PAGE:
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Column: The importance of will



I recall sitting outside at night and seeing my brother Angel Ruelas practice soccer. My father forced my brother and me to practice. Angel desired to play soccer professionally at a very young age, so my father tried to help by giving him extra training. Angel and I complained about this additional training, and when my father heard this, he reprimanded my brother.

The main point of my father’s lecture stayed with me, “If you want to achieve anything in life, you need three things – the will, the know-how, and the resources.” It felt like my father gave me the secret to his success.

My father coerced me to sit down through business conventions throughout my formative years. These conventions, thrown by my father, lasted three days, starting in the early morning and usually bleeding into the next day, ending at 2 a.m. I sat through hours of speeches, hoping to hear more from him, but he never seemed to appear on stage. 

Eventually, I did hear him speak again at another event set up by a third party. He went into the depth of his philosophy, the same one he told me years ago. Before st

[/media-credit] ASB President, Antonio Ruelas, talks of his formative years with his brother and father.

rating his speech, he prefaced that each third that makes up success is equal and necessary as the next.

The will, know-how, and resources

Three necessary objects to achieve success are the will, the know-how, and the resources. For example, if you know how to build a bridge and desire to do so yet lack the resources, you cannot produce the bridge. Similarly, if you know how to construct the bridge and have the capital to make it happen yet have no desire to build it, the bridge will not be made.

If you want to build a bridge and lack either resources or know-how, you cannot. In other words, will, know-how, and resources are not mutually exclusive. Each part is equal to the next, yet this does not mean they are all equally powerful.

Will is superlative to the rest of the other two ingredients. If you lack the other two components, you can supplement it – yet you cannot truly supplement will.

In other words, if you desire to build the bridge and have the resources to construct it, you can hire someone with the know-how to create it. Likewise, you can substitute the know-how for the lack of resources and achieve a similar result.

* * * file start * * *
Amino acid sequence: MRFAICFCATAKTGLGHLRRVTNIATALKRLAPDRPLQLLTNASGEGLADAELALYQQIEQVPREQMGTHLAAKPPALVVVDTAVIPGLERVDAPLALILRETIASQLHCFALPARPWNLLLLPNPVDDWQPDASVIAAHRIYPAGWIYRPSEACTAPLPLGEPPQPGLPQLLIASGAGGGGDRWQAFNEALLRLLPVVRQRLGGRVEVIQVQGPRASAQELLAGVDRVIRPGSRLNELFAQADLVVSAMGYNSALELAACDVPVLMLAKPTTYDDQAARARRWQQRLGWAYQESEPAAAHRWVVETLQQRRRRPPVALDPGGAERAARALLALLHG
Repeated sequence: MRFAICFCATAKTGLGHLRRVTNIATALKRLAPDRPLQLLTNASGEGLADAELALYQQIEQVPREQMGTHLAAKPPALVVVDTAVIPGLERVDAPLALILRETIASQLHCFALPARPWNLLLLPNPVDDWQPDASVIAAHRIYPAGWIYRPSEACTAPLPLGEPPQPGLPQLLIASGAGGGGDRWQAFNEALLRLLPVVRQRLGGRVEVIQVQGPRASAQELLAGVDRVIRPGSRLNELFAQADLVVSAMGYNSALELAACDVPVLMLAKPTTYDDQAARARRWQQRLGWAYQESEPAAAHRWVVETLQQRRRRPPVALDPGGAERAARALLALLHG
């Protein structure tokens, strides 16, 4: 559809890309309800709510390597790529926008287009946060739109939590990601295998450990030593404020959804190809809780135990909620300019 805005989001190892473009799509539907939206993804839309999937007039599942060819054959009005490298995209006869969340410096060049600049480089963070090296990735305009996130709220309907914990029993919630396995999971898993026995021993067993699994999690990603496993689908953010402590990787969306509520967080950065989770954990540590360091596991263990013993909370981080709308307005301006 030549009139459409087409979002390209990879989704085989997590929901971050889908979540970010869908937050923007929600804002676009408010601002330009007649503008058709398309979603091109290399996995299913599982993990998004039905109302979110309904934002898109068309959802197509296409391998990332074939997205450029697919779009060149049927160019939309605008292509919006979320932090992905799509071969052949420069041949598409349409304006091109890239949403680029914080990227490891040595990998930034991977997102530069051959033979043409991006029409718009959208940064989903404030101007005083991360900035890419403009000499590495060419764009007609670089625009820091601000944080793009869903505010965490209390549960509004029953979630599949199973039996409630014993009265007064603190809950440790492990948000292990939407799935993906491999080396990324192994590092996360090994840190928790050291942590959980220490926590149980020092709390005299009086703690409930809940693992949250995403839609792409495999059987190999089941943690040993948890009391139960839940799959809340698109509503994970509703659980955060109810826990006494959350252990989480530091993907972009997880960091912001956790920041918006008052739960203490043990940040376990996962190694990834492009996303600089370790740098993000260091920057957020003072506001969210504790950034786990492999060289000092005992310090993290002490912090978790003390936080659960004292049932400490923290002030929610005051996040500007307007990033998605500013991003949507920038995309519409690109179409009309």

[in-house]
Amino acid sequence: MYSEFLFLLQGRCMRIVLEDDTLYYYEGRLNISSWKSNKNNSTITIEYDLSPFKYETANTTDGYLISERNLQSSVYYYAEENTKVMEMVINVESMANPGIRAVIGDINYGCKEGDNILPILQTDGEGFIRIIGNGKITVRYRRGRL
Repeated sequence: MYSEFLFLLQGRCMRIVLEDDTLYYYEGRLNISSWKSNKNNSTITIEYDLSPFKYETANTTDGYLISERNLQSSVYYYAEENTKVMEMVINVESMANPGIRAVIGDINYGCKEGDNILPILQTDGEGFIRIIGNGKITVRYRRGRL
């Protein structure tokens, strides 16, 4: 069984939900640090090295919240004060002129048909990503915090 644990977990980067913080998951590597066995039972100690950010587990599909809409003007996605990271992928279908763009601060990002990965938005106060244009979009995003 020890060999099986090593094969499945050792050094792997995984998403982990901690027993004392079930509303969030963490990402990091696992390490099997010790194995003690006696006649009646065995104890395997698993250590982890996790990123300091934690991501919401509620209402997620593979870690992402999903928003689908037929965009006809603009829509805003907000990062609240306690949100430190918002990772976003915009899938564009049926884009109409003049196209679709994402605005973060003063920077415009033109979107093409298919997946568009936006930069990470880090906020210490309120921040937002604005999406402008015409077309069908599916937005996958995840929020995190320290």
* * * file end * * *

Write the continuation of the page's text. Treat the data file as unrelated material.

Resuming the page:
The main problem with lacking resources or know-how is that it can cost time or capital to make up for it. A lack of knowledge can lead to a misinformed decision. Similarly, a lack of resources inhibits making an optimal action.

An example of the latter can be seen with artists and courtiers in history who worked in royal courts. Whether a person was a king’s closest adviser or an employed sculptor, they all equally depended on the King’s will to receive resources.


[/media-credit] Antonio Ruelas, ’23, emphasizes the importance of will when attempting to achieve a goal.

As Christians, it is essential we recognize the importance of will. As said in the Gospel of Matthew 7:7-8, “Ask and it will be given to you; seek, and you will find; knock and the door will be opened to you. For everyone who asks receives, the one who seeks finds, and to the one who knocks, the door will be opened.” This passage highlights God’s willingness to support us when we have the willpower to seek Him.

This scripture states that whatever it is we search for shall be found. Yet it is essential to remember that much like the courtiers under an earthly kingdom, we are subject to God. If we ask God, he will respond – so long as the response is within his will. In other words, there are two prerequisites to find under God. We as individuals need the will to achieve something, and we need to align ourselves with God’s will.

It is imperative that in everything we do, that we have a strong will. Whether success is a step or twenty miles away, so long as our will remains strong, it is achievable.

To read more about The Feather, go to GED: An alternative to traditional education, or Sense of Style: Elevating your look. 

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Antonio Ruelas
Antonio Ruelas, Journalist
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